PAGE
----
Jean Piaget Quote

The quote i chose to touch on is a quote by Jean Piaget: “The goal of education is not to increase the amount of knowledge but to create the possibilities for a child to invent and discover, to create men who are capable of doing new things.” To me, this quote is something every future educator should take into consideration. Jean Piaget is going against the system by saying “the goal of education is not to increase the amount of knowledge.” In every school, you constantly see teachers teaching, testing, then moving on. Piaget knows that this particular way of going about things is problematic. I completely agree when he says that “The goal of education is to create the possibility for a child to invent and discover.” It is important that every teacher lives up to this statement in order for their students to thrive in your classroom. As teachers, we need to hold ourselves responsible for what our students are learning and taking away from schooling. In order to do that we must create endless possibilities for our students to invent and discover. If all teachers functioned in a way that allowed our children ‘invent and discover,’ students may have an overall better time in the classroom.

This relates to my understandings of curriculum because I firmly believe that school puts too much emphasis on cramming our brains with knowledge, we often forget that every child has a different way of learning. By creating new and exciting possibilities for our students to discover, more students would be engaged and perhaps learn more since they are interested.


What makes a Good Student?

Throughout schooling, we are taught everyday what being a ‘good student’ looks like. Sitting down, proper body language, listening with your eyes and ears, etc. We know now, that these specific tasks are not always easy for everyone. Every student learns in a different way and has reasons for not being able to carry out one or more of the standard classroom rules. Many children cannot learn this way and as future educators, it is our job to ensure that we pass on our knowledge in a way that benefits them. Not every child is the same and it is mandatory that we take that into consideration. Each child’s strengths and weakness’s will vary. We must learn that just because one student cannot adapt to the ‘sit still, listen, do not talk’ rules of a classroom, does not mean they are a poor student.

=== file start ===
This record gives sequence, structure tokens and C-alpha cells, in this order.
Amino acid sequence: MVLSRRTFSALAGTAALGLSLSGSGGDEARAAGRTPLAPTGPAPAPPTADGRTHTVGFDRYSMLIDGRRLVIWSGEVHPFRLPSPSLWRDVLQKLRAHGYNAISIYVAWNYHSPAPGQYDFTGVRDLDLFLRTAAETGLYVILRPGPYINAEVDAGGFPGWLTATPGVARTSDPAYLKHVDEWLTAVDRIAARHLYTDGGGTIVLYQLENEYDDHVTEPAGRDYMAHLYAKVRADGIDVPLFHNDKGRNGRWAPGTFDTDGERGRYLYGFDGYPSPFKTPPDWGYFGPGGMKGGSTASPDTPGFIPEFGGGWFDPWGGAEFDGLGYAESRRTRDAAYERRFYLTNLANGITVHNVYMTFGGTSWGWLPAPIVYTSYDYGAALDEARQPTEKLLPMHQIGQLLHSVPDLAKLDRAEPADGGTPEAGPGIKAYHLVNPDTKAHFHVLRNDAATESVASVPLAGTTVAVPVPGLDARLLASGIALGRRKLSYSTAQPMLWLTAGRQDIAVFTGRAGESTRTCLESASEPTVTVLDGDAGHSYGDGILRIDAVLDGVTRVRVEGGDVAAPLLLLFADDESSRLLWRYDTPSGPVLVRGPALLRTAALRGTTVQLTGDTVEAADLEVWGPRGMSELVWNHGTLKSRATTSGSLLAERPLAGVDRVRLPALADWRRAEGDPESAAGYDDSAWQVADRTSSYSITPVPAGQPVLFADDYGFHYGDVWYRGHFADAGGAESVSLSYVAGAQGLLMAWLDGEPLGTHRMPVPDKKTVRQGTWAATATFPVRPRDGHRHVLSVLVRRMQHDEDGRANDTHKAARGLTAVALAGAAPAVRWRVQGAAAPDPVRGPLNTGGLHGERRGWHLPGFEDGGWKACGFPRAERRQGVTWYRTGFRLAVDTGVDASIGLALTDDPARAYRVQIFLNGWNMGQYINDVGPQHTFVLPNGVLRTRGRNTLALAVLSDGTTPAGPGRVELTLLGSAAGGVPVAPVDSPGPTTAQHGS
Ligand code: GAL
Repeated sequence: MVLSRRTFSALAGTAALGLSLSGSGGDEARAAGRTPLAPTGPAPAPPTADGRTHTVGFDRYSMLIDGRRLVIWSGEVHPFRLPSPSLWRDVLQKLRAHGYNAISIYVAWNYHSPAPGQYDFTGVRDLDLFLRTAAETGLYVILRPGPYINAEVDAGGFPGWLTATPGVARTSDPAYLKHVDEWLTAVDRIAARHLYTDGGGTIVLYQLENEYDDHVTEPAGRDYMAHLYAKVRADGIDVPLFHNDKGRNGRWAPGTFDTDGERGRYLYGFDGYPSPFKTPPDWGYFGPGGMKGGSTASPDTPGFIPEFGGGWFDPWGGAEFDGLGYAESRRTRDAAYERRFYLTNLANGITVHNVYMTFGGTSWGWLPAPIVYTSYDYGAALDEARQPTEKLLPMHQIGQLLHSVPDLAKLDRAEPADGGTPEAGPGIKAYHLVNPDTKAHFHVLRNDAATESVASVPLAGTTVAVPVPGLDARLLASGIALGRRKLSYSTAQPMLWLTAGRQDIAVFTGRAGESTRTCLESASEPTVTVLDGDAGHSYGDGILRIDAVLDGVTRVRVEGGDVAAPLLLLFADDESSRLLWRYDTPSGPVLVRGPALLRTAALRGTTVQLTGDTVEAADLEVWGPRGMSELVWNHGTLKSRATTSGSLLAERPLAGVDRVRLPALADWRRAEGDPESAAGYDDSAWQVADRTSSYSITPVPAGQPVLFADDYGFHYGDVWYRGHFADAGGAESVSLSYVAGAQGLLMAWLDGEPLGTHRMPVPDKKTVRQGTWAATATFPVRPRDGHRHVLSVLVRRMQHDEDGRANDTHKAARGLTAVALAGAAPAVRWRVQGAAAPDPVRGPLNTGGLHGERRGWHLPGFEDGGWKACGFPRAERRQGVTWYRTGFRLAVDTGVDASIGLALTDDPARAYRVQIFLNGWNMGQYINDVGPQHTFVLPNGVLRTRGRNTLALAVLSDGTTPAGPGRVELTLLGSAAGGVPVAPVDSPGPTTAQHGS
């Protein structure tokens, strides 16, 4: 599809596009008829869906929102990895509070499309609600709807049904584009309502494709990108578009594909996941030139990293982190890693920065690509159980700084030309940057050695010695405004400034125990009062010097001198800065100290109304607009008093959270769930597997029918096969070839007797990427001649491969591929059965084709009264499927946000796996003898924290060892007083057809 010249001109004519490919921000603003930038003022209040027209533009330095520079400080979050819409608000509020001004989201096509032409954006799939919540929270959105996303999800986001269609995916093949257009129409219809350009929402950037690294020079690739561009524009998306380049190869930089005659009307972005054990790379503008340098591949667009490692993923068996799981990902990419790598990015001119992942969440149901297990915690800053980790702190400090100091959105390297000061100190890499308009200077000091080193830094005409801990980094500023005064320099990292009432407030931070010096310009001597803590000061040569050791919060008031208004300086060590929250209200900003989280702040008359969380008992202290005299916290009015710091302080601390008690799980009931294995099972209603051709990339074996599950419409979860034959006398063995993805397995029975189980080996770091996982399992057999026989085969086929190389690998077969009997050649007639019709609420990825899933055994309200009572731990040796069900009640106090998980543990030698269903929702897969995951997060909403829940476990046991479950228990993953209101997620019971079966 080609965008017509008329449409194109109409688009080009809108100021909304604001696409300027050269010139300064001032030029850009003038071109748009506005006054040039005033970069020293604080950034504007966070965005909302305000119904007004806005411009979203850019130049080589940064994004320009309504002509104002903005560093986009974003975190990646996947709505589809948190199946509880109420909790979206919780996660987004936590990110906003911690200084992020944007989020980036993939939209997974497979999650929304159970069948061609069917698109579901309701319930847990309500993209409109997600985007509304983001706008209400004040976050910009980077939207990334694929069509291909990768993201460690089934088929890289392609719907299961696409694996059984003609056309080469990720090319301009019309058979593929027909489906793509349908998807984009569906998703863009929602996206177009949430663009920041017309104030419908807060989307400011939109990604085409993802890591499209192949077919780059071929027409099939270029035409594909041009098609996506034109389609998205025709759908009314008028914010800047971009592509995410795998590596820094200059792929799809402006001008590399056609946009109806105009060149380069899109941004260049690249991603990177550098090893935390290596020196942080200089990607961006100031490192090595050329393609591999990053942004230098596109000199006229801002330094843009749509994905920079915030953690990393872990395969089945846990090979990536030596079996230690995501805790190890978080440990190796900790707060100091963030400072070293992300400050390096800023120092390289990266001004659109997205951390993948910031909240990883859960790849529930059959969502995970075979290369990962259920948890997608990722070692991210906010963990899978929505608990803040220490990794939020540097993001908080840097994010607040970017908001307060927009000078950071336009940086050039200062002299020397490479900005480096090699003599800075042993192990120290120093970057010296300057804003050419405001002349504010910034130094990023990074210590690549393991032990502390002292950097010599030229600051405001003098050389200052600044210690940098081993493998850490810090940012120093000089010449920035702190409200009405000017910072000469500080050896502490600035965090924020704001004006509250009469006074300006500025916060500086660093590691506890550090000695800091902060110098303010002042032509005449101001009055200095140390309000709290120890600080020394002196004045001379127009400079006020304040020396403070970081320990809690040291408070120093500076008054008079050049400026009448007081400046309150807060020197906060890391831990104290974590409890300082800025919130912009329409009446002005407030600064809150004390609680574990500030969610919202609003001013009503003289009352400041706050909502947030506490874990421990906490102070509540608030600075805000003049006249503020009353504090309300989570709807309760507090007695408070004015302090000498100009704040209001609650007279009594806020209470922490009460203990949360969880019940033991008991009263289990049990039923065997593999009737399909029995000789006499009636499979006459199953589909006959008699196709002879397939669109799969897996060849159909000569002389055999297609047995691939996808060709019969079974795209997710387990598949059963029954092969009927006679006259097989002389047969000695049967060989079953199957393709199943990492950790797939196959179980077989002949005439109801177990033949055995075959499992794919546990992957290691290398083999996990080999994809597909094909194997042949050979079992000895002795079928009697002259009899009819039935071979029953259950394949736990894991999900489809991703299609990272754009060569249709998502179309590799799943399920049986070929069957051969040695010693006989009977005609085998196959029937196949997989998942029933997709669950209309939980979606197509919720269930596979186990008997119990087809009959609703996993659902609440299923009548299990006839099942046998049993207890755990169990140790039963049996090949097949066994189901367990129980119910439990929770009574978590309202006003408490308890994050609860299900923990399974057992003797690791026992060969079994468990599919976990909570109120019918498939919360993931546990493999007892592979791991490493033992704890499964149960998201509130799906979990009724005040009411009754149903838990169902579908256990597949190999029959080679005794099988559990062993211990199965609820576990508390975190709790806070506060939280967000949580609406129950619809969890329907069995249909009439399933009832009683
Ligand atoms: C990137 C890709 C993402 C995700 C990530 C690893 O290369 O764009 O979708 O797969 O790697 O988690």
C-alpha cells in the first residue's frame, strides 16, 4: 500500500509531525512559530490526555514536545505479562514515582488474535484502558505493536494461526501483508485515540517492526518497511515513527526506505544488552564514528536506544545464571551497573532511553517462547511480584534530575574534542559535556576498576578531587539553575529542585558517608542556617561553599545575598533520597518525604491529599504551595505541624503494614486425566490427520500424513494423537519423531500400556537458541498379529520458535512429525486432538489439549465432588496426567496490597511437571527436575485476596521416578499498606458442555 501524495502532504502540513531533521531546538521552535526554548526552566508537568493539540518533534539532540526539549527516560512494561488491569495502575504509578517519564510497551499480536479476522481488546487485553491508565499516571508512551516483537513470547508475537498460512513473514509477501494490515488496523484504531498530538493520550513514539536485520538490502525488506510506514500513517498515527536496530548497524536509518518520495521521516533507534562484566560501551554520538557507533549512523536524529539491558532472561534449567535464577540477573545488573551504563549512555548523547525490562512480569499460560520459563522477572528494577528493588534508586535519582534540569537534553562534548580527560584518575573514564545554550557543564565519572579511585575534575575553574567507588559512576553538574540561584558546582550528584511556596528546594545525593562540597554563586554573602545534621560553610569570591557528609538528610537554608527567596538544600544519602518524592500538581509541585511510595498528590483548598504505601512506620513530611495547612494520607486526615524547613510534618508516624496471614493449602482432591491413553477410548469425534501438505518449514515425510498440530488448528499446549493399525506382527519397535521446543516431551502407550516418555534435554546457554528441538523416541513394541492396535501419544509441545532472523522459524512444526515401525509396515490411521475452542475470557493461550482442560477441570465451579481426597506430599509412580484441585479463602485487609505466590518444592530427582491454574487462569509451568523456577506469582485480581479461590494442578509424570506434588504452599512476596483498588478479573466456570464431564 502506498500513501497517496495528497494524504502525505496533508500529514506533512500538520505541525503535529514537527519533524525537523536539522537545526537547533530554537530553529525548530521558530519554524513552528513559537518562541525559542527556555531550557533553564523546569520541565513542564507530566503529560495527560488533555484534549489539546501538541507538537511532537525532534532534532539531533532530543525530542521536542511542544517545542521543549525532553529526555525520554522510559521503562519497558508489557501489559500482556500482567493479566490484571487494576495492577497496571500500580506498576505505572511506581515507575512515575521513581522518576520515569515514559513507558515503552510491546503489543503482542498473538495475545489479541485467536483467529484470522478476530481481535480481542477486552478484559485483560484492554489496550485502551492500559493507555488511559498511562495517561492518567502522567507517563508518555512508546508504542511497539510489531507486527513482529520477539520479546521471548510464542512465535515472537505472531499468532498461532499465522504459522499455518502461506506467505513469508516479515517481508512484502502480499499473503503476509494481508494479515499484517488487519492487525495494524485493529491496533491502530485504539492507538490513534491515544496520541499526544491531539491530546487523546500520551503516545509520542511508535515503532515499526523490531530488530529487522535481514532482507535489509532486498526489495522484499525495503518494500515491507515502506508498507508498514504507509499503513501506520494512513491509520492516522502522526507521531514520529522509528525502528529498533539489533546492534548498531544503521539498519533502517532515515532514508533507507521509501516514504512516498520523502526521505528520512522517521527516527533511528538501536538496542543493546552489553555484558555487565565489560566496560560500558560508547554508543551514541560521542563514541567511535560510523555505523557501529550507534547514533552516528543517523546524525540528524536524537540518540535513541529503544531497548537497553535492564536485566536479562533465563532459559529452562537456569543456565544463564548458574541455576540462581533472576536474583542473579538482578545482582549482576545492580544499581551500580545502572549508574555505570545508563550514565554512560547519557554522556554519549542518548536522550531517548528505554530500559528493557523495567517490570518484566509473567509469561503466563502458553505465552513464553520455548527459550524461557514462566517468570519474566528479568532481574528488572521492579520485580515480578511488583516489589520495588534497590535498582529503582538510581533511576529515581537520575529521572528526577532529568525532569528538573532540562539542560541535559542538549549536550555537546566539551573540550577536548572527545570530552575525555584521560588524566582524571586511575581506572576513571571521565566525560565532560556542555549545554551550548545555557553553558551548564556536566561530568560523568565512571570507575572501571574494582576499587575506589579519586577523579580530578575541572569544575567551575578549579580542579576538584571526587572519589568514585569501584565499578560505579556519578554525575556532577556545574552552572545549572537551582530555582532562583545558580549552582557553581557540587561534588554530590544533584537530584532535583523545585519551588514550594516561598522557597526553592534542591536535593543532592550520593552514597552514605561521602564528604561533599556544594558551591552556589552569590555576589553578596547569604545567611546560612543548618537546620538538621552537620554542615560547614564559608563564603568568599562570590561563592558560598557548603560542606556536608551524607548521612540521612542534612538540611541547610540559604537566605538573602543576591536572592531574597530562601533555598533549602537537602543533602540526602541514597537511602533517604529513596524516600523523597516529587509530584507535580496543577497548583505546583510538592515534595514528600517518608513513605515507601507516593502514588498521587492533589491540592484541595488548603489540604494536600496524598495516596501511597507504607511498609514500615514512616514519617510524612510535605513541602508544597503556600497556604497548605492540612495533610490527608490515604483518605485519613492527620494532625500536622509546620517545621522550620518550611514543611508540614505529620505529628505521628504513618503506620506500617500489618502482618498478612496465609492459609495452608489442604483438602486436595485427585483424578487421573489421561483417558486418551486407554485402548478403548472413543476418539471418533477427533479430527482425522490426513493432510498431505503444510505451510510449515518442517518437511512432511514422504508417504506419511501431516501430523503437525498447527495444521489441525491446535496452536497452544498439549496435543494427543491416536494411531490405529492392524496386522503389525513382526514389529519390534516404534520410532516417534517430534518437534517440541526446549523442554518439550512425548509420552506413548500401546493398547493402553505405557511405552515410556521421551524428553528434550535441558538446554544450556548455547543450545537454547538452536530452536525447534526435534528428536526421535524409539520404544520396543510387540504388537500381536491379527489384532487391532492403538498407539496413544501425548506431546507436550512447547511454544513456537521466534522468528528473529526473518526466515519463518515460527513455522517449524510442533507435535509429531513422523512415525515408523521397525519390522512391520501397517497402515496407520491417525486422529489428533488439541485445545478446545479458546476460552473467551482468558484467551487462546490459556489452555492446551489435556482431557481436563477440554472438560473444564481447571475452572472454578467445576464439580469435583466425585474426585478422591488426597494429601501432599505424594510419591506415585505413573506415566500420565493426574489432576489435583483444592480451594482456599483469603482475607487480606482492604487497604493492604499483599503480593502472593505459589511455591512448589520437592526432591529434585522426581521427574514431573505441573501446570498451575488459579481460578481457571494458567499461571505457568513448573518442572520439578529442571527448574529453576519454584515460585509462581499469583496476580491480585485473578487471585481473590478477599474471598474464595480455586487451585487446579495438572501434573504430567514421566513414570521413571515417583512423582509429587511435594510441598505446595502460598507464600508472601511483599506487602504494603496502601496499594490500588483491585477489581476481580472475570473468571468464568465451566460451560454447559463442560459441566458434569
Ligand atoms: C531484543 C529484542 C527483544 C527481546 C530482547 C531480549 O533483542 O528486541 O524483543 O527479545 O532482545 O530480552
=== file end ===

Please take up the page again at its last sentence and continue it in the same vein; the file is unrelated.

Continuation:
In chapter 2, Kumashiro touches on how these types of challenges can be frustrating and exhausting for teachers. He also gives a brief explanation as to why commonsense can vary so much dependent on where you live. We have recently learned that something that is common sense to me, may not be to you, and vice versa. So, as teachers, it is our job to not only give them a big drink of knowledge, but also lead them to the trough.

Tyler Rationale

Throughout my years of schooling I have experienced the Tyler Rationale in many different ways. There were many times in elementary school that my family was asked to send me to school with money so we could go on a field trip. I remember many people who came out with the problem of not being able to afford it. Another problem that constantly occurred was the problem of my peers, and sometimes myself, have a lot of trouble sitting still. This would eventually lead into us getting into trouble for not being able to perform proper classroom etiquette.

Some of the limitations in Tyler’s rationale are the fact that it is directed towards your average, middle class, white, english speaking student. This shows obvious confliction to people who do not speak english well. Tyler’s rationale is a system that assesses and evaluates children, so the children who are not comfortable with, or do not perform well during test taking. Another limitation is that this rationale only focuses on what they consider ‘major’ elements and does not dig deep into issues we may face in real life.

Some potential benefits of Tyler’s rationale is that you are testing children after teaching them so you are able to reflect on how good of a job you did at teaching them, based on their answers / final mark. Another benefit is that it is generally easy. Teaching, quizzing, moving on. This may be an ideal option for teachers who do not feel it is necessary to do anything other than teach and test. This rationale keeps structure and makes sure our curriculum is organized.